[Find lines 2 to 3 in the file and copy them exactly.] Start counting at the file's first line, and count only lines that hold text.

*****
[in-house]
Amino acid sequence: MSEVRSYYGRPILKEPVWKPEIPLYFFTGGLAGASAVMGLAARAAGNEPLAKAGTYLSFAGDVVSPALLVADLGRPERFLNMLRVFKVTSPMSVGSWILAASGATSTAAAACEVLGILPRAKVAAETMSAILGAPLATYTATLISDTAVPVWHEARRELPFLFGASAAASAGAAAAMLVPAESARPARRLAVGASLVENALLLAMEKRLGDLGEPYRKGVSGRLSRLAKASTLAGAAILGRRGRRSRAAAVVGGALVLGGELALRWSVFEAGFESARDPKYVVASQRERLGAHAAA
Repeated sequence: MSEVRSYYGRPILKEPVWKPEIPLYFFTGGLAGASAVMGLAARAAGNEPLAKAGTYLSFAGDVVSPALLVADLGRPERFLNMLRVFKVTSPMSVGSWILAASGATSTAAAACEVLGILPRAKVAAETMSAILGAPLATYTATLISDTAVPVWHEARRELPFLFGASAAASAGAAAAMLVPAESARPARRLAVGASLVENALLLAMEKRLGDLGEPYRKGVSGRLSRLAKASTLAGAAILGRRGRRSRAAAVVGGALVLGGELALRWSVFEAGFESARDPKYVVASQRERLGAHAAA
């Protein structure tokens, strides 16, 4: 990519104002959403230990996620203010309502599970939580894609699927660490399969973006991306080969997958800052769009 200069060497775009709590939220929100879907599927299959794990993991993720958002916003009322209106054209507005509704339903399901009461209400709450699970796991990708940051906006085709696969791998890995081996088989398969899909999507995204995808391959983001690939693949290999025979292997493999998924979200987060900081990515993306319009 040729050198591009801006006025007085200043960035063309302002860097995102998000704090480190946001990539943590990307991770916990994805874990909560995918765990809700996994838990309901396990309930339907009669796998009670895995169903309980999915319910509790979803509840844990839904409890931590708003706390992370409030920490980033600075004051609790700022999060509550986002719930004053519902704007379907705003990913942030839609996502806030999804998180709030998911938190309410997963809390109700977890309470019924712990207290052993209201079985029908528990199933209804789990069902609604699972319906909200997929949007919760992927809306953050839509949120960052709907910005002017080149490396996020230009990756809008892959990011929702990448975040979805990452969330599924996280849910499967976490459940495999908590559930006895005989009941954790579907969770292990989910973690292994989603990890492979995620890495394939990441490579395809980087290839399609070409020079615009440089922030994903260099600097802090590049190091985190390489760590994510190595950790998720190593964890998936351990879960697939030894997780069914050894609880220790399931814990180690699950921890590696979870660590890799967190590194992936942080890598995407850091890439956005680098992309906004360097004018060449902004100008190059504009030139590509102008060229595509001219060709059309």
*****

Amino acid sequence: MSEVRSYYGRPILKEPVWKPEIPLYFFTGGLAGASAVMGLAARAAGNEPLAKAGTYLSFAGDVVSPALLVADLGRPERFLNMLRVFKVTSPMSVGSWILAASGATSTAAAACEVLGILPRAKVAAETMSAILGAPLATYTATLISDTAVPVWHEARRELPFLFGASAAASAGAAAAMLVPAESARPARRLAVGASLVENALLLAMEKRLGDLGEPYRKGVSGRLSRLAKASTLAGAAILGRRGRRSRAAAVVGGALVLGGELALRWSVFEAGFESARDPKYVVASQRERLGAHAAA
Repeated sequence: MSEVRSYYGRPILKEPVWKPEIPLYFFTGGLAGASAVMGLAARAAGNEPLAKAGTYLSFAGDVVSPALLVADLGRPERFLNMLRVFKVTSPMSVGSWILAASGATSTAAAACEVLGILPRAKVAAETMSAILGAPLATYTATLISDTAVPVWHEARRELPFLFGASAAASAGAAAAMLVPAESARPARRLAVGASLVENALLLAMEKRLGDLGEPYRKGVSGRLSRLAKASTLAGAAILGRRGRRSRAAAVVGGALVLGGELALRWSVFEAGFESARDPKYVVASQRERLGAHAAA